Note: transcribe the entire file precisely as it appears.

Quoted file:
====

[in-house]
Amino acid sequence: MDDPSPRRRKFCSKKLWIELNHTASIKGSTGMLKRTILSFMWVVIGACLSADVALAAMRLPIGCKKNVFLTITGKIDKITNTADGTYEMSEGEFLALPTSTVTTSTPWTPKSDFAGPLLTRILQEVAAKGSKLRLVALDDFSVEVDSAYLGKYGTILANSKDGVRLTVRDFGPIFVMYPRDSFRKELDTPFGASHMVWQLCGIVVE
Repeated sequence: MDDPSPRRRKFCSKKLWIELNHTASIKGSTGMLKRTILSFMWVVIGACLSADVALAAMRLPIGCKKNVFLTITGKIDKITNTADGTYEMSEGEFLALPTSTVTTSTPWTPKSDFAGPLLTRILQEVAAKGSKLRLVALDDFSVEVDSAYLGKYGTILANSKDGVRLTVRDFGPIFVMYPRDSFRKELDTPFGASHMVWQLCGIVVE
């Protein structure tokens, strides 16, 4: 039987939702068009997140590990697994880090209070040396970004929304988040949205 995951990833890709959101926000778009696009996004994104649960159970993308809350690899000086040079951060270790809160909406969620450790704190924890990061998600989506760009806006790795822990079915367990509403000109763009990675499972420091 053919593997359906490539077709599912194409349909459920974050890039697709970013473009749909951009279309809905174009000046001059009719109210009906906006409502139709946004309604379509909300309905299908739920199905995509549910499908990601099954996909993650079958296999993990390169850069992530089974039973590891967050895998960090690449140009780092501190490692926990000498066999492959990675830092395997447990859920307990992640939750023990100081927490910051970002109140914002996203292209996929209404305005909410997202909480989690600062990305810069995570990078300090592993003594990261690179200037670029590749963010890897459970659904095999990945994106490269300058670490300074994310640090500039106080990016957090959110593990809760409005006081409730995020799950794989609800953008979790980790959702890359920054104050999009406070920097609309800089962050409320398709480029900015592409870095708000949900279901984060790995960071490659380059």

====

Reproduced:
[in-house]
Amino acid sequence: MDDPSPRRRKFCSKKLWIELNHTASIKGSTGMLKRTILSFMWVVIGACLSADVALAAMRLPIGCKKNVFLTITGKIDKITNTADGTYEMSEGEFLALPTSTVTTSTPWTPKSDFAGPLLTRILQEVAAKGSKLRLVALDDFSVEVDSAYLGKYGTILANSKDGVRLTVRDFGPIFVMYPRDSFRKELDTPFGASHMVWQLCGIVVE
Repeated sequence: MDDPSPRRRKFCSKKLWIELNHTASIKGSTGMLKRTILSFMWVVIGACLSADVALAAMRLPIGCKKNVFLTITGKIDKITNTADGTYEMSEGEFLALPTSTVTTSTPWTPKSDFAGPLLTRILQEVAAKGSKLRLVALDDFSVEVDSAYLGKYGTILANSKDGVRLTVRDFGPIFVMYPRDSFRKELDTPFGASHMVWQLCGIVVE
């Protein structure tokens, strides 16, 4: 039987939702068009997140590990697994880090209070040396970004929304988040949205 995951990833890709959101926000778009696009996004994104649960159970993308809350690899000086040079951060270790809160909406969620450790704190924890990061998600989506760009806006790795822990079915367990509403000109763009990675499972420091 053919593997359906490539077709599912194409349909459920974050890039697709970013473009749909951009279309809905174009000046001059009719109210009906906006409502139709946004309604379509909300309905299908739920199905995509549910499908990601099954996909993650079958296999993990390169850069992530089974039973590891967050895998960090690449140009780092501190490692926990000498066999492959990675830092395997447990859920307990992640939750023990100081927490910051970002109140914002996203292209996929209404305005909410997202909480989690600062990305810069995570990078300090592993003594990261690179200037670029590749963010890897459970659904095999990945994106490269300058670490300074994310640090500039106080990016957090959110593990809760409005006081409730995020799950794989609800953008979790980790959702890359920054104050999009406070920097609309800089962050409320398709480029900015592409870095708000949900279901984060790995960071490659380059």